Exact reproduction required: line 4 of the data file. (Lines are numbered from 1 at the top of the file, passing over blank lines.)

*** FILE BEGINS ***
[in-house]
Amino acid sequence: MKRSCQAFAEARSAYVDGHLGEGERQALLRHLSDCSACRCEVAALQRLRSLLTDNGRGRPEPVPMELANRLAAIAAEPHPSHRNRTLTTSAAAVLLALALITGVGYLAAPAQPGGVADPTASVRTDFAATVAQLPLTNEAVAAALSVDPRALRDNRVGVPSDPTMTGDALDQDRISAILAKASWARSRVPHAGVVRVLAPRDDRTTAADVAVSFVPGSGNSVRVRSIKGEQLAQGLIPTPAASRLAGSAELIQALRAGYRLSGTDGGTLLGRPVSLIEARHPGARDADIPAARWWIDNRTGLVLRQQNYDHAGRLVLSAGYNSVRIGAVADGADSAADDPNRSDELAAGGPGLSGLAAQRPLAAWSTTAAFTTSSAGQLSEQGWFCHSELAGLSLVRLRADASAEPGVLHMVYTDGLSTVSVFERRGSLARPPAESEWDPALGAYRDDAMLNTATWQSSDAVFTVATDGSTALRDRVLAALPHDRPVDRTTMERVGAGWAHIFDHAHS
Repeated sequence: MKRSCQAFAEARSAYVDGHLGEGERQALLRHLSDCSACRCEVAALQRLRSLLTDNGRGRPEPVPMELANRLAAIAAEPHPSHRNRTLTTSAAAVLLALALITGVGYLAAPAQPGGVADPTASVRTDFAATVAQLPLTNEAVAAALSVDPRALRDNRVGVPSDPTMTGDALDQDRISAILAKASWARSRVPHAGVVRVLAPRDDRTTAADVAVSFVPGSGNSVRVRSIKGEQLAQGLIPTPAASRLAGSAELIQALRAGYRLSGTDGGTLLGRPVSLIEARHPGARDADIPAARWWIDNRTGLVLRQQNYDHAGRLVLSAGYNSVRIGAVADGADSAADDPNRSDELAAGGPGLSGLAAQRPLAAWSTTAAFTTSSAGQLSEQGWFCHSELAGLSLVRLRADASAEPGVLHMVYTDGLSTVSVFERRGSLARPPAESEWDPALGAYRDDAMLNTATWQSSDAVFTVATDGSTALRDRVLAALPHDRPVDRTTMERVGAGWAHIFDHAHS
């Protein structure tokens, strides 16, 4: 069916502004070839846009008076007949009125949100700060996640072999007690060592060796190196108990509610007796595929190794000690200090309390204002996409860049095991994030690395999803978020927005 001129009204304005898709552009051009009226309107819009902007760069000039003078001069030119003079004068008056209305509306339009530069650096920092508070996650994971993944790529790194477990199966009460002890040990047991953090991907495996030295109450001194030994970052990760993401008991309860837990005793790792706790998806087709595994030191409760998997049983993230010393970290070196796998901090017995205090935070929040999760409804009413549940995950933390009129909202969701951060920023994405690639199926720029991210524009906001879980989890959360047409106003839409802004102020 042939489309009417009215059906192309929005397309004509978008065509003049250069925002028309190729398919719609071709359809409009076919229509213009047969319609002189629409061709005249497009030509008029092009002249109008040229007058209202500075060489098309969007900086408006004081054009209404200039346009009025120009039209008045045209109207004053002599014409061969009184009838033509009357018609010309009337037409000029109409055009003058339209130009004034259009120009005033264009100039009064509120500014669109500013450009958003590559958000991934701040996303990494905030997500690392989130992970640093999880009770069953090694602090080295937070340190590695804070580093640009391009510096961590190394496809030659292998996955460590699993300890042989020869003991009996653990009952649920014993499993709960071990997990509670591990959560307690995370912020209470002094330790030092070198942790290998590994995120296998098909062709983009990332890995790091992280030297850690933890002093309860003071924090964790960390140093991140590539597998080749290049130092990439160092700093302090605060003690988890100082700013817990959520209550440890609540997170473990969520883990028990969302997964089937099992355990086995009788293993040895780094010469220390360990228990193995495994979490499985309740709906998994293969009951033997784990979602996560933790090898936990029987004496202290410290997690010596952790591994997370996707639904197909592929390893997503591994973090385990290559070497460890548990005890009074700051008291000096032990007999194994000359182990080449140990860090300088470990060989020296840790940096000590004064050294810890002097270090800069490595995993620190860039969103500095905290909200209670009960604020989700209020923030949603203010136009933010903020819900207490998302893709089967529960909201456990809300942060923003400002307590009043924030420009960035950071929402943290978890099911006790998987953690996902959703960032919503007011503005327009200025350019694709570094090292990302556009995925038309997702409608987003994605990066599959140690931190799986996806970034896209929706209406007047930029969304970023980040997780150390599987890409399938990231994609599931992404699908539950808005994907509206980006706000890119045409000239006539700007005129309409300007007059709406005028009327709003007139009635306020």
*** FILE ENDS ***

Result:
């Protein structure tokens, strides 16, 4: 069916502004070839846009008076007949009125949100700060996640072999007690060592060796190196108990509610007796595929190794000690200090309390204002996409860049095991994030690395999803978020927005 001129009204304005898709552009051009009226309107819009902007760069000039003078001069030119003079004068008056209305509306339009530069650096920092508070996650994971993944790529790194477990199966009460002890040990047991953090991907495996030295109450001194030994970052990760993401008991309860837990005793790792706790998806087709595994030191409760998997049983993230010393970290070196796998901090017995205090935070929040999760409804009413549940995950933390009129909202969701951060920023994405690639199926720029991210524009906001879980989890959360047409106003839409802004102020 042939489309009417009215059906192309929005397309004509978008065509003049250069925002028309190729398919719609071709359809409009076919229509213009047969319609002189629409061709005249497009030509008029092009002249109008040229007058209202500075060489098309969007900086408006004081054009209404200039346009009025120009039209008045045209109207004053002599014409061969009184009838033509009357018609010309009337037409000029109409055009003058339209130009004034259009120009005033264009100039009064509120500014669109500013450009958003590559958000991934701040996303990494905030997500690392989130992970640093999880009770069953090694602090080295937070340190590695804070580093640009391009510096961590190394496809030659292998996955460590699993300890042989020869003991009996653990009952649920014993499993709960071990997990509670591990959560307690995370912020209470002094330790030092070198942790290998590994995120296998098909062709983009990332890995790091992280030297850690933890002093309860003071924090964790960390140093991140590539597998080749290049130092990439160092700093302090605060003690988890100082700013817990959520209550440890609540997170473990969520883990028990969302997964089937099992355990086995009788293993040895780094010469220390360990228990193995495994979490499985309740709906998994293969009951033997784990979602996560933790090898936990029987004496202290410290997690010596952790591994997370996707639904197909592929390893997503591994973090385990290559070497460890548990005890009074700051008291000096032990007999194994000359182990080449140990860090300088470990060989020296840790940096000590004064050294810890002097270090800069490595995993620190860039969103500095905290909200209670009960604020989700209020923030949603203010136009933010903020819900207490998302893709089967529960909201456990809300942060923003400002307590009043924030420009960035950071929402943290978890099911006790998987953690996902959703960032919503007011503005327009200025350019694709570094090292990302556009995925038309997702409608987003994605990066599959140690931190799986996806970034896209929706209406007047930029969304970023980040997780150390599987890409399938990231994609599931992404699908539950808005994907509206980006706000890119045409000239006539700007005129309409300007007059709406005028009327709003007139009635306020």